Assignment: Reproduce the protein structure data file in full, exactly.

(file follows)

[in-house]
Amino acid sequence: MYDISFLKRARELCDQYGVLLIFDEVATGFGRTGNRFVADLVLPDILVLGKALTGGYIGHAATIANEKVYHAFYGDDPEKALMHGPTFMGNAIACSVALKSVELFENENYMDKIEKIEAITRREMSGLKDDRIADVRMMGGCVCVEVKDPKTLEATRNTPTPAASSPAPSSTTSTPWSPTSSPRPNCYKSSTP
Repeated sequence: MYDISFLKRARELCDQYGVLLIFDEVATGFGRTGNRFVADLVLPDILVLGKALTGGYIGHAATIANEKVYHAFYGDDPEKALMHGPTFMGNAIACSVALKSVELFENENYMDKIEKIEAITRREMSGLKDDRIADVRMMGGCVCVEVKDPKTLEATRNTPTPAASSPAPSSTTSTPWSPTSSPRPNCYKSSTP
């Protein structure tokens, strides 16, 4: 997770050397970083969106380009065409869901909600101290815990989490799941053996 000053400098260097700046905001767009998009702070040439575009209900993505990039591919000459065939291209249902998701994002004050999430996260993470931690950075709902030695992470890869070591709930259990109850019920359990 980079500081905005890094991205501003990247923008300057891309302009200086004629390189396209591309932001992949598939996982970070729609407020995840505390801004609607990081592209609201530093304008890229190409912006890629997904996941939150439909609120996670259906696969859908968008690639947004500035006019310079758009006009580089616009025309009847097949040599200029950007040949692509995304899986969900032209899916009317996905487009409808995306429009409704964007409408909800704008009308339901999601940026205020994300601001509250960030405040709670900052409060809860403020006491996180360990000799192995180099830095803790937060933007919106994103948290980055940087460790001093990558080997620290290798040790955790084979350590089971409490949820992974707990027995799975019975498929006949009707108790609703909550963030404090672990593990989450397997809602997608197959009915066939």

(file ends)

[in-house]
Amino acid sequence: MYDISFLKRARELCDQYGVLLIFDEVATGFGRTGNRFVADLVLPDILVLGKALTGGYIGHAATIANEKVYHAFYGDDPEKALMHGPTFMGNAIACSVALKSVELFENENYMDKIEKIEAITRREMSGLKDDRIADVRMMGGCVCVEVKDPKTLEATRNTPTPAASSPAPSSTTSTPWSPTSSPRPNCYKSSTP
Repeated sequence: MYDISFLKRARELCDQYGVLLIFDEVATGFGRTGNRFVADLVLPDILVLGKALTGGYIGHAATIANEKVYHAFYGDDPEKALMHGPTFMGNAIACSVALKSVELFENENYMDKIEKIEAITRREMSGLKDDRIADVRMMGGCVCVEVKDPKTLEATRNTPTPAASSPAPSSTTSTPWSPTSSPRPNCYKSSTP
């Protein structure tokens, strides 16, 4: 997770050397970083969106380009065409869901909600101290815990989490799941053996 000053400098260097700046905001767009998009702070040439575009209900993505990039591919000459065939291209249902998701994002004050999430996260993470931690950075709902030695992470890869070591709930259990109850019920359990 980079500081905005890094991205501003990247923008300057891309302009200086004629390189396209591309932001992949598939996982970070729609407020995840505390801004609607990081592209609201530093304008890229190409912006890629997904996941939150439909609120996670259906696969859908968008690639947004500035006019310079758009006009580089616009025309009847097949040599200029950007040949692509995304899986969900032209899916009317996905487009409808995306429009409704964007409408909800704008009308339901999601940026205020994300601001509250960030405040709670900052409060809860403020006491996180360990000799192995180099830095803790937060933007919106994103948290980055940087460790001093990558080997620290290798040790955790084979350590089971409490949820992974707990027995799975019975498929006949009707108790609703909550963030404090672990593990989450397997809602997608197959009915066939």